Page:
16 Sep 2017

Billie Eilish: 15 year old pop prodigy on fiction and family

From RNZ Music, 2:05 pm on 16 September 2017

15 Year old Billie Eilish's debut is full of high drama storytelling, leaving listeners struggling to decipher fact from fiction. The Los Angeles native has just been in New Zealand, and will return for Laneway Festival next January.

Billie Eilish with Kate Robertson

Billie Eilish with Kate Robertson Photo: Kate Robertson

“I’ve just finished crying, which is the stupidest thing in the world. I’m missing music festivals and won’t get to mosh, which is heartbreaking for me”.

15-year-old Billie Eilish has been crying because her European tour dates were moved forward, meaning she’ll miss Tyler The Creator’s ‘Camp Flog Gnaw Carnival’.

It’s a moment that reminds you of being a teenager and feeling every emotion as if it were the most overwhelming thing you’ll ever experience.

It’s Billie’s ability to capture the intensity of these feelings in her music that has turned heads across the globe.

She first broke onto the scene late last year after ‘Ocean Eyes’, a song she co-wrote with her brother Finneas, gained traction on Soundcloud almost overnight.

It was only ever meant for her dance teacher’s ears, but very quickly became something much bigger.

“We put it out in the middle of the night on a Wednesday. It hit 1000 really fast which at the time seemed like so many people ...We thought we’d made it.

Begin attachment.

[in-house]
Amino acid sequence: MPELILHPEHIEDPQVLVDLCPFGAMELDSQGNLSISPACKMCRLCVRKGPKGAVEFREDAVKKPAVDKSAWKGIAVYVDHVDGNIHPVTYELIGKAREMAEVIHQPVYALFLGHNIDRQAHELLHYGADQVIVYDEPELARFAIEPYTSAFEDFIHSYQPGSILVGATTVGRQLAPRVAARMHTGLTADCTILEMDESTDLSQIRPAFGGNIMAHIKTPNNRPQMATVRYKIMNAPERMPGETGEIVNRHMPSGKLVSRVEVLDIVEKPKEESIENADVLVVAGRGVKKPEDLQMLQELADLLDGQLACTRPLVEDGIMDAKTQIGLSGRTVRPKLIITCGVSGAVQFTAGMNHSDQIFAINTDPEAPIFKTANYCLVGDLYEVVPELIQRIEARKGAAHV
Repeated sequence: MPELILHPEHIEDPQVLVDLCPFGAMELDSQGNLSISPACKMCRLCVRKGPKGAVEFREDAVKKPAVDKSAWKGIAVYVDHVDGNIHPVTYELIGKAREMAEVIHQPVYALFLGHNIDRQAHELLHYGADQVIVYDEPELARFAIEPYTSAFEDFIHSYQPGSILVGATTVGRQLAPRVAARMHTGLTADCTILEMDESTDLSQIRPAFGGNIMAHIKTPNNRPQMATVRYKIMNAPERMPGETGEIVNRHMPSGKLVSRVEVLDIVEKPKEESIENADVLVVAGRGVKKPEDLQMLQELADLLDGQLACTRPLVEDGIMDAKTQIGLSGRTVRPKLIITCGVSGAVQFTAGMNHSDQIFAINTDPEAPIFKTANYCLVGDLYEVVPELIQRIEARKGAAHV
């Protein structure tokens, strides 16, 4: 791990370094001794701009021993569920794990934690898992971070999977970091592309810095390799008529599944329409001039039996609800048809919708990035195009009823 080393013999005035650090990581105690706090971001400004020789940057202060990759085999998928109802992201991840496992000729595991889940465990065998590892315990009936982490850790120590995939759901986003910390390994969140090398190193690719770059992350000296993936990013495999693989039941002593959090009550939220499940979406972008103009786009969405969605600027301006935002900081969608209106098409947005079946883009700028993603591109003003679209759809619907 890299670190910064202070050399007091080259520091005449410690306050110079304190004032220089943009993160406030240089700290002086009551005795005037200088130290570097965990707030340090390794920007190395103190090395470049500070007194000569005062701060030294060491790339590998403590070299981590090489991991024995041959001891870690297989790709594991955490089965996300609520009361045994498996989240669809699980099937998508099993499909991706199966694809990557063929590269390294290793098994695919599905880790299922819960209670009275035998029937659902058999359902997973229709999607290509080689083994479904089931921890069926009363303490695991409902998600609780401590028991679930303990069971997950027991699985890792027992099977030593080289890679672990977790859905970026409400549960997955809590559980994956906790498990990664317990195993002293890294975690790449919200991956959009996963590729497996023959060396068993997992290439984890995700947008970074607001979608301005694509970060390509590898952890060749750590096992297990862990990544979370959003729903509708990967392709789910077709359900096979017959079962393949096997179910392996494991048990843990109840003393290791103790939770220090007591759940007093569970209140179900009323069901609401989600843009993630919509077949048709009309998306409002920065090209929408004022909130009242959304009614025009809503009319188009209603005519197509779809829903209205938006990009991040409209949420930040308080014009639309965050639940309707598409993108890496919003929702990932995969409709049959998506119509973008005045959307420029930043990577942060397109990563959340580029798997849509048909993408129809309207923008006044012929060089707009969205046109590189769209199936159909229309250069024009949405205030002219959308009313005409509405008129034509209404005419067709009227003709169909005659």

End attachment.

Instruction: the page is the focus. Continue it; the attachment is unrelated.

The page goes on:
“It all went over my head. I don’t know how you’re supposed to take stuff like that in.”

Older brother Finneas O'Connell is her main collaborator. You may recognise him from the last season of TV musical Glee, in which he played the part of Alistair.

Both members of the LA Children’s Chorus since they were little, the pair officially began working on shared projects when Billie was 13 and Finneas 17.

It’s a partnership Billie values far more than any co-writes with other artists, and one that ultimately creates space for more honest music.

“We’ve always been siblings so of course we fight and disagree, but with working together it gives a more real effect. If he thinks something isn’t great he’s probably right.

"Sometimes it’s annoying, but mostly you can say no and you don’t have to tiptoe.”

Billie Eilish and Finneas O'Connell

Billie Eilish and Finneas O'Connell Photo: Tamara Muth-King

“What we both agree on is if you can play a song acoustic and it sounds good, it’s a real song. So many songs are good because of the production and the elements that are not the song.

If you played them acoustically they wouldn’t be a song at all, so we’ve kind of always lived by that rule, our own little made up rule.”

Her debut EP dont smile at me is rich with high drama storytelling, and takes listeners on a journey she hopes will leave them struggling to decipher fact from fiction.

It’s a perfectly balanced eight tracks, but we don’t talk much about the production because for Eilish, lyrics are the most important element of a great song.

“Words are more powerful than some noises. Noises won’t last long. Lyrics are so important and people don’t realise that.”

“What makes a song last is real content from a mind that is thinking a little bit harder about certain things. A lot of artists don’t really think that hard.

"You can do anything with songwriting so why do the same thing everyone else is doing?”

Despite the success of ‘Ocean Eyes’ and ‘Bellyache’, Eilish says she’s most proud of ‘idontwannabeyouanymore’, one of the few songs based on her own experiences.

“It’s about not wanting to be you anymore, and everyone goes through that. If you say you don’t you’re a liar.”

“I go through a lot of depression and I know other people do too, but I have an outlet that so many people don’t. If you have that inside of you and can’t get it out what do you do?

"I feel like I write so that people can think of it as theirs. If my song is exactly about your life right now then it is - I don’t even want to say that it’s mine because it’s yours.”

Billie Eilish will play Auckland’s Laneway Festival on January 29.